First Aid Afloat At the heart of marine medicine is improvisation. One must utilize whatever supplies or materials are on hand, and depend heavily on common sense. from Marine Medicine, a Comprehensive Guide*
First Aid Afloat Locate (where is your boat?) Access (how will rescuers get to you?) Assess (what is the medical problem?) Stabilize (until medically trained personnel arrive) Transport (to an appropriate medical facility)
First Aid: initial examination Is the patient alive? Verify Airway Breathing Circulation Determine Primary Problem Determine Seriousness Look for any additional problems!
Preparation for your cruise Where are you cruising? What are you likely to encounter? What will you need in the way of equipment? How easily can you obtain additional supplies? How can you obtain help in an emergency?
Preparation: vessel safety PFDs Status of lifelines, bow and stern pulpits, grabrails Man overboard equipment Vessel Safety Check
Preparation: have on board Your medications First aid kit or medicine chest* (make sure it’s well marked and easily found on vessel) Aspirin (for sudden chest pain) “Traveling Medical Record”* Appropriate clothing including footwear
Preparation: first aid books Read in advance! Marine Medicine A Comprehensive Guide (2012 edition)* The Ship Captain's Medical Guide* (15 PDFs you can download)
Calling for help Mayday or Pan-Pan VHF or SSB (You want everyone around to listen in. When the Coast Guard asks you to switch to channel 22, others will switch too) Digital Selective Calling distress alert and channel 16 Cell phone: might use at the dock Leave “how to get help” laminated instructions at the helm, should your guests need to get help for YOU!
Calling for help: vessel info: Vessel's name and call sign. Vessel's position. Vessel's course, speed, next port of call and estimated time of arrival. Medical supplies carried aboard the vessel. On scene weather. Communications schedule and frequency. From Emergency Procedures, 1st Coast Guard District, 2001*
Calling for help: patient info: Patient's name, nationality, age, and sex. Patient's respiration, pulse, temperature, BP. Patient's symptoms & nature of illness/injury. Any known history of similar illness/es. Location and type of pain. Medication given to patient. From Emergency Procedures, 1st Coast Guard District, 2001*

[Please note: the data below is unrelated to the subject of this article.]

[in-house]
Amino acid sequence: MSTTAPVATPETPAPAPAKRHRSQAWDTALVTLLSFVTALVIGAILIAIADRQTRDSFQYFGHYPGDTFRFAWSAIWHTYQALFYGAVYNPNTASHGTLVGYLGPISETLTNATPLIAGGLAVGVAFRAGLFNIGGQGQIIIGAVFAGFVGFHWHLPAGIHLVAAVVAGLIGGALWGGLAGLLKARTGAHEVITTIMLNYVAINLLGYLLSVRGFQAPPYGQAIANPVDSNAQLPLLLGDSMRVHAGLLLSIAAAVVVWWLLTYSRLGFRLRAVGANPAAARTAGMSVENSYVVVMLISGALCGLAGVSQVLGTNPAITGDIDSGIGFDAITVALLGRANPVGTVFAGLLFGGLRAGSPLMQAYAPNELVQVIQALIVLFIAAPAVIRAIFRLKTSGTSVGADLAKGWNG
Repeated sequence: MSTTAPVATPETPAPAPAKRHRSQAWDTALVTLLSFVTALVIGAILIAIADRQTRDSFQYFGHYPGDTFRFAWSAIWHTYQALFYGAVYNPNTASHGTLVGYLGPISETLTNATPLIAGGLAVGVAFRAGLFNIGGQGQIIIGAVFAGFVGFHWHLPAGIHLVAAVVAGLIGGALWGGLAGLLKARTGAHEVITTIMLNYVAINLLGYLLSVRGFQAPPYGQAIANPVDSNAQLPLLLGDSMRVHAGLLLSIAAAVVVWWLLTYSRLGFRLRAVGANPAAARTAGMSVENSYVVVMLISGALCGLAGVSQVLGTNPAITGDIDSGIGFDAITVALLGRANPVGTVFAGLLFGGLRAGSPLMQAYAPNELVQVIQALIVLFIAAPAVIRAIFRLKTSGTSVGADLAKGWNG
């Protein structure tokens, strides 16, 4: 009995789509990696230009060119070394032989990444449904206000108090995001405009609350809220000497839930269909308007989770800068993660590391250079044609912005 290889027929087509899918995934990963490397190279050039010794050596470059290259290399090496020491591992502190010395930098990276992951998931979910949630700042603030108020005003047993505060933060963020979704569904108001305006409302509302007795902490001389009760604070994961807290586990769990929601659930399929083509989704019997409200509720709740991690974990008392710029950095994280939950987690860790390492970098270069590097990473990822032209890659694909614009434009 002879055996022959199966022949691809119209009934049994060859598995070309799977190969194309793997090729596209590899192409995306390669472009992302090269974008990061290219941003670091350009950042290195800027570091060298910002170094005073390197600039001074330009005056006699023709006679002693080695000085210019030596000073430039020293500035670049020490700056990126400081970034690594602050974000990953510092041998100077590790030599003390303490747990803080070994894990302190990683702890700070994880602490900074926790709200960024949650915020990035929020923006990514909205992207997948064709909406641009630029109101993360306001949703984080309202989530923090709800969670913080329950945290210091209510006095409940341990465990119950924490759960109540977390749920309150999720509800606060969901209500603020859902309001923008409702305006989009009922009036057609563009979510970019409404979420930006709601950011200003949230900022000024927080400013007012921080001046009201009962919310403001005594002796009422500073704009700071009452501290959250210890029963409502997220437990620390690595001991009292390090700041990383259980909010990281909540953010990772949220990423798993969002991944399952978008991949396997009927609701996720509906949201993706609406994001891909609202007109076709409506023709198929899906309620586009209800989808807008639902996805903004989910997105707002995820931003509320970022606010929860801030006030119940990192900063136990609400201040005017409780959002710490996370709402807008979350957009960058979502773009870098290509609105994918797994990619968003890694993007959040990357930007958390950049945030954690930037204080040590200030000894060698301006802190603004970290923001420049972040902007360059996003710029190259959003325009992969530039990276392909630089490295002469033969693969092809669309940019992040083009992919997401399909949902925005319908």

Heart Attack Symptoms: chest pain, shortness of breath, nausea, pain radiating to arms or jaw, sense of impending doom, ashen skin, weak or irregular pulse, sweating, faint or dizzy, collapse. Symptoms may be different in women & also in people with diabetes Have aspirin available (ask if allergic to aspirin or if contraindicated?) Chew 1 non-coated 325 mg tablet Does the victim have/use nitroglycerin? If yes, give dose. Encourage victim to rest If the victim becomes unconscious, get advanced help immediately. Be prepared to give CPR if needed.
Stroke (CVA) Symptoms: Problems with speech or swallowing, one-sided weakness or loss of movement in limbs, headache, confusion or loss of consciousness Maintain open airway, no food or drink, arrange transport ASAP Clot-busting treatment for some types of stroke must be given within hours CT scan in ER will be needed
Seizure Symptoms: jerking movements, loss of consciousness, rigidity, post-seizure confusion Protect the head, ease the fall, do not restrain. No tongue blades! Keep the airway open: place onto side Medical help if new seizure, unconscious >10 minutes, or several seizures Possible causes of new seizure: head injury, low blood sugar, other causes.
Head injury All head injuries are potentially serious Watch for: deteriorating consciousness, difficulty breathing, unequal pupil size, seizures, clear fluid or watery blood from the nose or ear, vomiting, worsening headache control external bleeding and have victim lie down Obtain medical attention ASAP, esp if victim is unconscious or has had brief period of unconsciousness with return to consciousness
Neck injury Assume that anyone with a head injury also has a neck injury look for pain, loss of movement or sensation support victim’s neck (don’t alter neck position if distorted) Immobilization if possible Obtain medical attention ASAP
Plan ahead Know your skills and bring supplies for what you can treat Ask your physician about necessary medications and supplies Consider coursework and books For distant travel: read CDC information*; consider evacuation insurance From First Aid: Personalizing your approach to medical emergencies and more minor medical problems *
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